A friend writes:
The front cover of Wednesday’s Blic, a wide-circulation Belgrade daily, ran a big photo of openly gay actor Goran Jevtić, who played a leading role in the film Parada and in Angelina Jolie’s film In the Land of Blood and Honey:
The front page reads “The Actor Goran Jevtic Had Sex with My Son,” and accuses Jevtić of sexually molesting a minor in a bathroom several months ago. The other front page story — which takes up less space than this one — is about tennis star Novak Djokovic’s wife giving birth to a baby boy. Under normal circumstances, the Djokovic story would be the entire front page. People in Serbia’s entertainment industry (film, TV, theater, etc.) think the trumpeting of the Jevtić story is politically motivated.
The alleged event occurred several months ago. The police have made no arrest, nor has an indictment been brought. In the meantime, Jevtić is now at risk. He dares not leave his home without security, for fear of being attacked and killed. He appears to have gone into hiding. Were he to be detained for even 24 hours, the chances that he would leave prison alive are slim. Blic has proclaimed him guilty without trial.
Blic has continued to run front-page pieces on Jevtic for the two subsequent days. I can’t recall the last time I saw such an unprovoked and flagrant media lynching in Serbia. This hits home on many fronts: rule of law (due process), right to privacy, LGBT rights, human rights, presumption of innocence, hate speech, incitement, etc.
Blic is owned by the German media house Ringier. They have been under pressure from the ruling Serbian Progressive Party (SNS) as of late and have become increasingly sensationalist in their coverage. The former ruling Democratic Party (DS) also brought pressure to bear on the media. If a paper spoke out against the DS, then their advertising revenues would dry up. Since SNS has come to power, it is also able to control the media via placement of advertizing and appointment of editors, even in privately-owned papers. The latest (2013) European Commission progress report on Serbia says:
media reporting was insufficiently analytical and was influenced by the political parties in power, including through public funding, which led to widespread media self-censorship.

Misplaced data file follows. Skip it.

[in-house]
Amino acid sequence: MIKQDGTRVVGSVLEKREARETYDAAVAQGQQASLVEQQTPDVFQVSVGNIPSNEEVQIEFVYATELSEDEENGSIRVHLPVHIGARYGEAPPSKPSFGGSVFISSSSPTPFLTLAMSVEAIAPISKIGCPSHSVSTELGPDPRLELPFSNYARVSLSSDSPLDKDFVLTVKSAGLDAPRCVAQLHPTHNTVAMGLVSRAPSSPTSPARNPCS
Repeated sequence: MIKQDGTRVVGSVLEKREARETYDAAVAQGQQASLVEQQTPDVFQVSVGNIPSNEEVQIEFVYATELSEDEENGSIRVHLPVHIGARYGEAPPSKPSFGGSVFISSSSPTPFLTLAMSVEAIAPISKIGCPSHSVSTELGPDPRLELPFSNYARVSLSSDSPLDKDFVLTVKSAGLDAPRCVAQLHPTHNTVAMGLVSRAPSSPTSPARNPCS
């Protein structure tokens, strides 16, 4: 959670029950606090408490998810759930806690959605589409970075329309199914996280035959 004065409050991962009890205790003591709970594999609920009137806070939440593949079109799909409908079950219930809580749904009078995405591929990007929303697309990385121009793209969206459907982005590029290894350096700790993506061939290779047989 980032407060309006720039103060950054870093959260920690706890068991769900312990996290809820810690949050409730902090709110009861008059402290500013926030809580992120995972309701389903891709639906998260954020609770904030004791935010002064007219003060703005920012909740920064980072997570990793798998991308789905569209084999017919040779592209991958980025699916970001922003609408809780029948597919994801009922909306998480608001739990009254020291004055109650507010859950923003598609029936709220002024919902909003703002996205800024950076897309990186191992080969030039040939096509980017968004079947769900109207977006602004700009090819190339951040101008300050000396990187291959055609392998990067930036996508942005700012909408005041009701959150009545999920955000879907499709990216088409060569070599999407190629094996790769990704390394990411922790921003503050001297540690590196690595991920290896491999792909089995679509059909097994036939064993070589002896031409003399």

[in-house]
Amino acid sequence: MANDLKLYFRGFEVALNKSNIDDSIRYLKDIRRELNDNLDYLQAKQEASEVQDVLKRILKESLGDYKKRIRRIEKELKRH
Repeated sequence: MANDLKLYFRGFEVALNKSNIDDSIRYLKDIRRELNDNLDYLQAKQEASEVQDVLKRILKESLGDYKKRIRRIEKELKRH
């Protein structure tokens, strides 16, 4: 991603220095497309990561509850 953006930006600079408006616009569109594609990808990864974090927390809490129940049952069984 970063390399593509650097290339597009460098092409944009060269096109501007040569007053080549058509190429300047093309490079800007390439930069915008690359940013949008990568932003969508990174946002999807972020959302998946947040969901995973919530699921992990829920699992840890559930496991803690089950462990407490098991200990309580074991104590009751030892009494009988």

For all his abuses, Milosevic permitted at least token opposition media in the form of B92, Studio B, and Danas and Nasa Borba. Today, B92 TV has been sold, Studio B is under the control of SNS, Danas has been privatized to a government friendly, and Nasa Borba went out of business. The current government wants little or no dissent.
Prime Minister Vucic will be speaking at LSE on 27 October. The event is organized/chaired by Dr James Ker-Lindsay, Eurobank Senior Research Fellow on the Politics of South East Europe. Balkanistas in the UK should show up to the event and hold Vucic’s feet to the fire. An email-writing campaign to the chair might also help.
Is there anything you can do on your end to activate people and institutions to send signals to the Serbian government that international attention is being given to 1) how the media handles this; 2) how the police and prosecution handle this; and 3) how Jevtić will be able to move about without fear of being killed?
On this last point: I am reacting by publishing this note on www.peacefare.net, which is often heavily covered in the Balkans press, including the Serbian media. I don’t know Jevtić. But I am concerned that he and others be safe, indicted or not. I am also concerned with the crescendo of reports that the Serbian media are under increasing government pressure to sensationalize and politicize their coverage.